The problem is that you can’t redirect a payload once it’s sent.

In the UK, when you move house, you can setup a redirect service (for a small fee) which means you can reroute your post to a different address.


What if an ARN wasn’t the fixed endpoint to a service?

What if an ARN payload could be re-routed?

What if there was a way the ARN system could be more like DNS?


At present, when I send a payload in AWS to an ARN, I have zero control over how that event gets sent, but certainty that it will arrive.

The event goes to the ARN.

Which is great! It’s exactly what I wanted.

But if I could decide that it goes through a “service” that routes my arn request for me, then I would be able to do some really interesting things with that.

You could reroute an event meant for one Lambda to another Lambda…

You could reroute a database write to somewhere else…

You could push data going originally to an SNS queue, into a holding SQS queue while you fix an error somewhere else…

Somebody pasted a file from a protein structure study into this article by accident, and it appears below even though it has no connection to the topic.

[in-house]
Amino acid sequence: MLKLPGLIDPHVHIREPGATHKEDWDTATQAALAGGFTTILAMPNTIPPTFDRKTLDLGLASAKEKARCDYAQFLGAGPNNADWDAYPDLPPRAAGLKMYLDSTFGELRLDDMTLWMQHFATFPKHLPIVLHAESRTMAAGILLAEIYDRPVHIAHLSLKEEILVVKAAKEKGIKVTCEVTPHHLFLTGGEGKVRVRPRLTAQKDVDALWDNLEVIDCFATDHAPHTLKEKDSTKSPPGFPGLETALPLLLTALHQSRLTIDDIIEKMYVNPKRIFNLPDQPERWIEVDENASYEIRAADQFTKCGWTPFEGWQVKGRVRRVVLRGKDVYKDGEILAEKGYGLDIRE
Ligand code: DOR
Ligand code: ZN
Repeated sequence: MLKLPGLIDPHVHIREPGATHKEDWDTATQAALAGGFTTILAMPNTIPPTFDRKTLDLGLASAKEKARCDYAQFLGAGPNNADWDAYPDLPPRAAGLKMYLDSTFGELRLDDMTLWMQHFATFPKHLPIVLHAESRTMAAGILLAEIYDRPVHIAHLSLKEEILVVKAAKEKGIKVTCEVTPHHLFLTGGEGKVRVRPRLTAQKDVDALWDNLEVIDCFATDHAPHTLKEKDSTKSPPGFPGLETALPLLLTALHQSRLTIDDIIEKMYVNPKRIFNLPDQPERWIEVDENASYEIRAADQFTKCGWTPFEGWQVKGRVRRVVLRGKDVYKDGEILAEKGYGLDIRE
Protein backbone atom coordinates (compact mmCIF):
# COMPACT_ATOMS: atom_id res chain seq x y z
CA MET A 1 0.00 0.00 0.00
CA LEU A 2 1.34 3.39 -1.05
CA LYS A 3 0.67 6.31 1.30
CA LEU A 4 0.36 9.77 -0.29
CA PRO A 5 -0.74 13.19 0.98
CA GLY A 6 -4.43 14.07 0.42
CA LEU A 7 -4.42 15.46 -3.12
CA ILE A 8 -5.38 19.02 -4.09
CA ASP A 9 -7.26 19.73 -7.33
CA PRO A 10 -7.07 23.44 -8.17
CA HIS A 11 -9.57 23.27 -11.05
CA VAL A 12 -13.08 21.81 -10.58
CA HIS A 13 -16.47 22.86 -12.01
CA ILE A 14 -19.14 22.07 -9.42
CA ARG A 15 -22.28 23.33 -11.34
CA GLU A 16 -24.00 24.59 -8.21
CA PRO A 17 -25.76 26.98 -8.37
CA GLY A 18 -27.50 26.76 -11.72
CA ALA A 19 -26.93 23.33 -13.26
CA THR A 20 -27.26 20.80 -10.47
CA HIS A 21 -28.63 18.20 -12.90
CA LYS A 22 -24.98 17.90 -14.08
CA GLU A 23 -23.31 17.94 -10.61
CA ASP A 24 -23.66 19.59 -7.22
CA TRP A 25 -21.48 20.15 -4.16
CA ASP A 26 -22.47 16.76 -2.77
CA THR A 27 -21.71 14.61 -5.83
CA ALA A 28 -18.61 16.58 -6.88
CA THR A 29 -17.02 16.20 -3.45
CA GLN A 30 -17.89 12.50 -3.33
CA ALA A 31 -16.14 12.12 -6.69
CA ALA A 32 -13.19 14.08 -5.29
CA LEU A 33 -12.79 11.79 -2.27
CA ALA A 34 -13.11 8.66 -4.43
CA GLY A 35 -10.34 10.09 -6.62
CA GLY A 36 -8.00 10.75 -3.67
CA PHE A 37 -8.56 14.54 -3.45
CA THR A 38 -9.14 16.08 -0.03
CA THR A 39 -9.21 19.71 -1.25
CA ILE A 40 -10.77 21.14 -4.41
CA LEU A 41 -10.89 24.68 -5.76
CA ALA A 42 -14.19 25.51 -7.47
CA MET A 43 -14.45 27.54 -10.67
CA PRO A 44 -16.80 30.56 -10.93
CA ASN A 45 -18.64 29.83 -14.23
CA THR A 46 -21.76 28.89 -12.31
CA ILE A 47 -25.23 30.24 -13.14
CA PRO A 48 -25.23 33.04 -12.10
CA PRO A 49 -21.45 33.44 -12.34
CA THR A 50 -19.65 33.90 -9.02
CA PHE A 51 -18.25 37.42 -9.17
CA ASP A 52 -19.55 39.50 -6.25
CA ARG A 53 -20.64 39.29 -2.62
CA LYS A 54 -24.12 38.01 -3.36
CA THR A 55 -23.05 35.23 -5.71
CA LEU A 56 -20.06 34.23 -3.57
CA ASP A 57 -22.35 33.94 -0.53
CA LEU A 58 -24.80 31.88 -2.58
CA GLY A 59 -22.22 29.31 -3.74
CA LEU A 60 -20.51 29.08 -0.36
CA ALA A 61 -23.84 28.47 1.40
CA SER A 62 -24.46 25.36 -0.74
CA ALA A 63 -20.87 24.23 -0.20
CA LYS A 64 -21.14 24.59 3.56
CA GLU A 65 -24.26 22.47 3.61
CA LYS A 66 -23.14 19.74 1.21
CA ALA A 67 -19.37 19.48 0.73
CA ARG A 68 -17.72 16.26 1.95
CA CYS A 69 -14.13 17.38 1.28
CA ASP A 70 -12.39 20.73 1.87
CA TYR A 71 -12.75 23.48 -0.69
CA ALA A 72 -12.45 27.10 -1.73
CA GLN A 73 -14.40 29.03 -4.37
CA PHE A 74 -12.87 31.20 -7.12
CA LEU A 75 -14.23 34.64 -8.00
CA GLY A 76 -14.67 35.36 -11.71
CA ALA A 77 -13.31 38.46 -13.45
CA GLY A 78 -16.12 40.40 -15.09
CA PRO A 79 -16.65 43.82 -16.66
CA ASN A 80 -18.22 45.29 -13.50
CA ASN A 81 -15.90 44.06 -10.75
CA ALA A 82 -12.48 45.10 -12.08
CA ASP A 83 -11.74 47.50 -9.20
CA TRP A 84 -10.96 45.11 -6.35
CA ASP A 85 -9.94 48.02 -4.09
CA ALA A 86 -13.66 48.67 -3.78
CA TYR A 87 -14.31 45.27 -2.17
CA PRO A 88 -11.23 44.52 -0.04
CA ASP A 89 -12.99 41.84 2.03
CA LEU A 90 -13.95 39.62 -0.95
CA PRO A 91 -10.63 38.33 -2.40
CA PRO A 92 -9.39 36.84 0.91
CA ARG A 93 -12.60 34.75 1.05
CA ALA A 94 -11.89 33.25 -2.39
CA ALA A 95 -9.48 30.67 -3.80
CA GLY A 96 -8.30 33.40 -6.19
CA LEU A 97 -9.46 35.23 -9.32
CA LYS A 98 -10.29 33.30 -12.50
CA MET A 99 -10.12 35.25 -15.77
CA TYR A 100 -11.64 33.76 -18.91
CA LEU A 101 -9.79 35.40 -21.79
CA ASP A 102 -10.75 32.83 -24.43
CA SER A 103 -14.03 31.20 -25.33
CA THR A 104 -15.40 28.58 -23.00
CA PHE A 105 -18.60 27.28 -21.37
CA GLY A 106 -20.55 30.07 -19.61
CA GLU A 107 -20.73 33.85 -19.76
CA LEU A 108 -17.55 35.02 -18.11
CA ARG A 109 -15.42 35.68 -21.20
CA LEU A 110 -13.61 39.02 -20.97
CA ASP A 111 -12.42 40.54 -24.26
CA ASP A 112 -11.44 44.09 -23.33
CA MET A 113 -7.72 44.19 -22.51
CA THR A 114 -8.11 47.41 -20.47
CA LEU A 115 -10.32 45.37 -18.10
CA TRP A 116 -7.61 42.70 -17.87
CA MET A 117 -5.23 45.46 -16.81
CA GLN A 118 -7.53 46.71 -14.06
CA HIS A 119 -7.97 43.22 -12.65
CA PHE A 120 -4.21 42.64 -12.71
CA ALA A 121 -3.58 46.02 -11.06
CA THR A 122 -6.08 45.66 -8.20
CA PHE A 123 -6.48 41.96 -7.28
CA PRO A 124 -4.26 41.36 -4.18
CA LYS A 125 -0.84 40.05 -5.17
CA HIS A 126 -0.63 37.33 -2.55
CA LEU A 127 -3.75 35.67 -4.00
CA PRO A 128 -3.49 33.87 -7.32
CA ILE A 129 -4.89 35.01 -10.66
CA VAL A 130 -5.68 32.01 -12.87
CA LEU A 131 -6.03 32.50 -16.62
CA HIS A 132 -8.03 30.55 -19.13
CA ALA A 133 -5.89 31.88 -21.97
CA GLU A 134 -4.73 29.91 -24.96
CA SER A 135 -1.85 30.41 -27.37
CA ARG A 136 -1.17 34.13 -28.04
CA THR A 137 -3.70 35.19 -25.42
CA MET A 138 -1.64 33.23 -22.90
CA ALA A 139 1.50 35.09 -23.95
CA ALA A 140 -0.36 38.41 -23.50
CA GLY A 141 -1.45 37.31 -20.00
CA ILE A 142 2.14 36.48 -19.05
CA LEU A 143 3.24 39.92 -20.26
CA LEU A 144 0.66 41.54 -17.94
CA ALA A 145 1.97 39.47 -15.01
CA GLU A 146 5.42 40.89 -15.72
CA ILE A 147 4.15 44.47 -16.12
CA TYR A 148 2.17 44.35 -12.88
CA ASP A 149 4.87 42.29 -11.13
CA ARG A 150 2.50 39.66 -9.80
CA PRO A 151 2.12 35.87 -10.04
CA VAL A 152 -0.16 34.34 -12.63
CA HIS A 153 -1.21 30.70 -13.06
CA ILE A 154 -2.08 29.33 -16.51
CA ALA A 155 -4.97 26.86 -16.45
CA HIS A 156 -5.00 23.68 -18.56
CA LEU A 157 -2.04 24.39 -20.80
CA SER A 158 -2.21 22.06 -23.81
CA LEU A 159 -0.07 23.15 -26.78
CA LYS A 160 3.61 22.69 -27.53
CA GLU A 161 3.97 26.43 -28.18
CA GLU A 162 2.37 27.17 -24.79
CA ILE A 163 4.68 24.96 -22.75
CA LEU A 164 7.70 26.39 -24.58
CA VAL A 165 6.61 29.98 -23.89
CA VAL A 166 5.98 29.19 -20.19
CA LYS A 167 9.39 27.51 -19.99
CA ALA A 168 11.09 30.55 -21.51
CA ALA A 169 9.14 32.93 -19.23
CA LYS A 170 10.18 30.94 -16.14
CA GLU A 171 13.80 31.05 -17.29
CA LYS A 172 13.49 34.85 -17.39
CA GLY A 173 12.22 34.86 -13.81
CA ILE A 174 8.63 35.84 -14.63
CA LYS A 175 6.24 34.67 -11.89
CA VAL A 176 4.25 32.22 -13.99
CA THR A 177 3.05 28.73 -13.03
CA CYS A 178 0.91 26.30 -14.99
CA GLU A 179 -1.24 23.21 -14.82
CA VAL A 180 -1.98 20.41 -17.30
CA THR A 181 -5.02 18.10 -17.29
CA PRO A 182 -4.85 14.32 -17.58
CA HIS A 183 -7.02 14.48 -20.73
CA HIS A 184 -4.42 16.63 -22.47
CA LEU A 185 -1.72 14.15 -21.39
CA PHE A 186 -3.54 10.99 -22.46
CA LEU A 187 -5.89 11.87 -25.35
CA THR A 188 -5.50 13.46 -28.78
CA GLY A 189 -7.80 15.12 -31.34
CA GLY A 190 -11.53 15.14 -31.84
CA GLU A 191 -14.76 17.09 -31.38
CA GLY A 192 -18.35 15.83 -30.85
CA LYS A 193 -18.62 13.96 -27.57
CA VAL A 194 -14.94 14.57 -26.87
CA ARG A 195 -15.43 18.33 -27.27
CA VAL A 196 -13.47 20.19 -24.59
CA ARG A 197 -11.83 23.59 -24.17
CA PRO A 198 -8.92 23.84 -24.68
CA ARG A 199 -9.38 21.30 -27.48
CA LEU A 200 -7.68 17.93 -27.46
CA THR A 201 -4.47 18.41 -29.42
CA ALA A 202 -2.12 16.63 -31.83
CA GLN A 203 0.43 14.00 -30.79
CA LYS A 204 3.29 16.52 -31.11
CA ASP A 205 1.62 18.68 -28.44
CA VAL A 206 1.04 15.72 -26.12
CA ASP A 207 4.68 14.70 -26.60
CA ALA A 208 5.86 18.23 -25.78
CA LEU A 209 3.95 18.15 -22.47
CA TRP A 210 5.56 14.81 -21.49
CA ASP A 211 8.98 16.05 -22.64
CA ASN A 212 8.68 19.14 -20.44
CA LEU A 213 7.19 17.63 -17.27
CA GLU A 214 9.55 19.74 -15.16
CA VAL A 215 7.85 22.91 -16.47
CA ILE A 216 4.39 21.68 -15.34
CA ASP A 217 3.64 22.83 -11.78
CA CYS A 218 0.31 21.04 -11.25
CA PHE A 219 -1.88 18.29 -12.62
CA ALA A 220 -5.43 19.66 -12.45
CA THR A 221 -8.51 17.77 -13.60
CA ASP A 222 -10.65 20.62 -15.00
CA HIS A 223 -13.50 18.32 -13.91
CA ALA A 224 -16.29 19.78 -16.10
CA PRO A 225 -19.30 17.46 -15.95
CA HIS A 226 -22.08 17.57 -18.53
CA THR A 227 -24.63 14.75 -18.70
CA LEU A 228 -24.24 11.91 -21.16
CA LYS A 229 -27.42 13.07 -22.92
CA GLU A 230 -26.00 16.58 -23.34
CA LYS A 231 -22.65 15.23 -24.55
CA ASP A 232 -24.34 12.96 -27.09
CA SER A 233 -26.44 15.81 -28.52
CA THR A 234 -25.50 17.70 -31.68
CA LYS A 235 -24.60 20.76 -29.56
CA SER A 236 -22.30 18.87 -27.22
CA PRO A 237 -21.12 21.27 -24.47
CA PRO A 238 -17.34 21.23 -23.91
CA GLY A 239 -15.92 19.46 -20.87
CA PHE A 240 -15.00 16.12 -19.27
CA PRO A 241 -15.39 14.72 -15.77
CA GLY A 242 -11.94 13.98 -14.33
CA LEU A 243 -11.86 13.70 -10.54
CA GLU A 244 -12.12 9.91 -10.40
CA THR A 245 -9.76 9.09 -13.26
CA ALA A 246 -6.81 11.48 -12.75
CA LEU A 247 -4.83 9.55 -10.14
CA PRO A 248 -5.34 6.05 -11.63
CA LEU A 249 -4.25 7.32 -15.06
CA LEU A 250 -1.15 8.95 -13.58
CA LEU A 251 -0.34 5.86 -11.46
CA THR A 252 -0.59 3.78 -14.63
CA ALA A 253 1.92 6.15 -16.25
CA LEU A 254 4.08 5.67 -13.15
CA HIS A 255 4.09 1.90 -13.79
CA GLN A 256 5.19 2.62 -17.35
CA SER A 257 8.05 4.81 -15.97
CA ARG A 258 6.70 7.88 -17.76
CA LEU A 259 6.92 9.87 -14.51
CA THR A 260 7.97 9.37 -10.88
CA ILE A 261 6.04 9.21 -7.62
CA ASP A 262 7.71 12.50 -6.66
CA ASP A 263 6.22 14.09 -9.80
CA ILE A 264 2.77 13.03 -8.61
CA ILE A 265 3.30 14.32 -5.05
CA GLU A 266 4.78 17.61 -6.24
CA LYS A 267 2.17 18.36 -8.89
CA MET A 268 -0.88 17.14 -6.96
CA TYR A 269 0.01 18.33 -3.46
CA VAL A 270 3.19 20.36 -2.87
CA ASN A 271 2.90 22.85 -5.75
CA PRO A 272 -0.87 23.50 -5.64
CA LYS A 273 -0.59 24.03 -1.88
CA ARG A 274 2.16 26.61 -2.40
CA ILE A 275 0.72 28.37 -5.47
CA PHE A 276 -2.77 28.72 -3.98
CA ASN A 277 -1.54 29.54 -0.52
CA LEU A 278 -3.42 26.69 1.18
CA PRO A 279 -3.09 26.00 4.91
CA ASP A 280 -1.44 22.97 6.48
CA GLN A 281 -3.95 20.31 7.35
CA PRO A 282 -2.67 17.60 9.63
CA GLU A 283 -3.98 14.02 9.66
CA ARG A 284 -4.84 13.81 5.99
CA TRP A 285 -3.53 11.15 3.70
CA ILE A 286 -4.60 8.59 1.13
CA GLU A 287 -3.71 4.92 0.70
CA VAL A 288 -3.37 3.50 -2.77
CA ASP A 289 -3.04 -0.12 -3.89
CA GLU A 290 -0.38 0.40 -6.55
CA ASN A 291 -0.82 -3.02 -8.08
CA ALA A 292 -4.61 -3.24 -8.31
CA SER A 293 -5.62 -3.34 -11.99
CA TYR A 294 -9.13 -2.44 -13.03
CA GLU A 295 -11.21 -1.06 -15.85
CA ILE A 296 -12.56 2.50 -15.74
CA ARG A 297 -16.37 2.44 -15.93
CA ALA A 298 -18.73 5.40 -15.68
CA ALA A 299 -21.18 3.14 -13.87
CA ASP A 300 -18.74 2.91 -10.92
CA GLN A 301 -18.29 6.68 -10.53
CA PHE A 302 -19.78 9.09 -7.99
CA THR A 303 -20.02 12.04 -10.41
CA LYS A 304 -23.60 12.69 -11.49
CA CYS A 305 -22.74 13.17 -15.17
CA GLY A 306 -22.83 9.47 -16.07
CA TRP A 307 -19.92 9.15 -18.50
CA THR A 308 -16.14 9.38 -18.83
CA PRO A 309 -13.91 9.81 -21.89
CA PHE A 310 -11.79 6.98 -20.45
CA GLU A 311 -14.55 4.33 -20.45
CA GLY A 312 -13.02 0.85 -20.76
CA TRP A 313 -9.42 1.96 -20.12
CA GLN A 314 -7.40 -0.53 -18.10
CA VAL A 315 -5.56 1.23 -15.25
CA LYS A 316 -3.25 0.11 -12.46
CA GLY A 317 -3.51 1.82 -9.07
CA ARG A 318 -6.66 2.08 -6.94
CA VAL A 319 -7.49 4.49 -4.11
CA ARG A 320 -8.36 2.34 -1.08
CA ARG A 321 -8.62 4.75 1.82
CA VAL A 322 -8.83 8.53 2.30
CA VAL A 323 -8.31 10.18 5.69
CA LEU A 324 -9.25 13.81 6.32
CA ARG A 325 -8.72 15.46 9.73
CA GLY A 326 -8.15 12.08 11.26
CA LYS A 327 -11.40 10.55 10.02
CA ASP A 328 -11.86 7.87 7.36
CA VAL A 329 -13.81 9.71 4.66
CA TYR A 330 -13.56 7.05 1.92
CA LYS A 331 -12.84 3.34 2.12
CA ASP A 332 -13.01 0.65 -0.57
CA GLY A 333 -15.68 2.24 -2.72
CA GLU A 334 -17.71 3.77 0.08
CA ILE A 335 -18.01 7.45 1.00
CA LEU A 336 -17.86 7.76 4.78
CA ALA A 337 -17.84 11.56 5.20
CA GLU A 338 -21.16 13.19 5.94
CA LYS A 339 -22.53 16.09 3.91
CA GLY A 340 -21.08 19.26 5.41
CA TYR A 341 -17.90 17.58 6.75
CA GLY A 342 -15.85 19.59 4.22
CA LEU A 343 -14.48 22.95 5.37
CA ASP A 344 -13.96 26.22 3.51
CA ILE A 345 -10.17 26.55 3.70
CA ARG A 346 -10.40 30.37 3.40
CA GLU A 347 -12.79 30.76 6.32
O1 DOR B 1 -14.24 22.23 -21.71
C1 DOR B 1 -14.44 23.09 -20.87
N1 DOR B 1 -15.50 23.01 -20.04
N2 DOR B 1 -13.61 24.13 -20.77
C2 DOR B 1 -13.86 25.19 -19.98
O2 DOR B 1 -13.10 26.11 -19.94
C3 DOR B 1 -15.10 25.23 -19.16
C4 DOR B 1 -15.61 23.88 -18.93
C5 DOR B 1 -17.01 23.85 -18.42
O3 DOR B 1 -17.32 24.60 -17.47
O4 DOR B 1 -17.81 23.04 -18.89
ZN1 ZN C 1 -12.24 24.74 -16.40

You could create a fanout pattern, sending a single event to multiple places…

You could do canarying by having the router send events to multiple different Lambda functions (sort of a more complex fanout I suppose) with a weighting on each route (10%-90% or 50%-50% or even 30%-50%-20%)…

You could do a lot of things, without having to rewrite a bunch of code or manage the logic inside a lambda, or EC2 instance or “roll your own”…

This would be hugely useful in things like deployment. You would be able to deploy a new function and switch over to it without having to do the logic in another Lambda function or even do an in-place swap (which at scale is scary)

Oh and TTL…

If you added TTL into the scenario you could easily provide a caching mechanism to ensure that the service doesn’t just route things to the same place over and over and that it works as quickly as possible.

That’s basically how the major part of DNS works after all.

And a TTL would mean that for those sections of event routing that don’t need to change very often that you would be able to cache that route relatively easily.

So, how do you implement it?

As a simple first step...

You create an “ARN Routing” Service maybe called ARNRS or simply ARNS.

And in the ARNS, you can create a pseudo-ARN, which I’ll call a psARN (silent p … pronounced sarn).

That psARN can then create ARNs which map to another service.

e.g. I create an event psARN endpoint like this: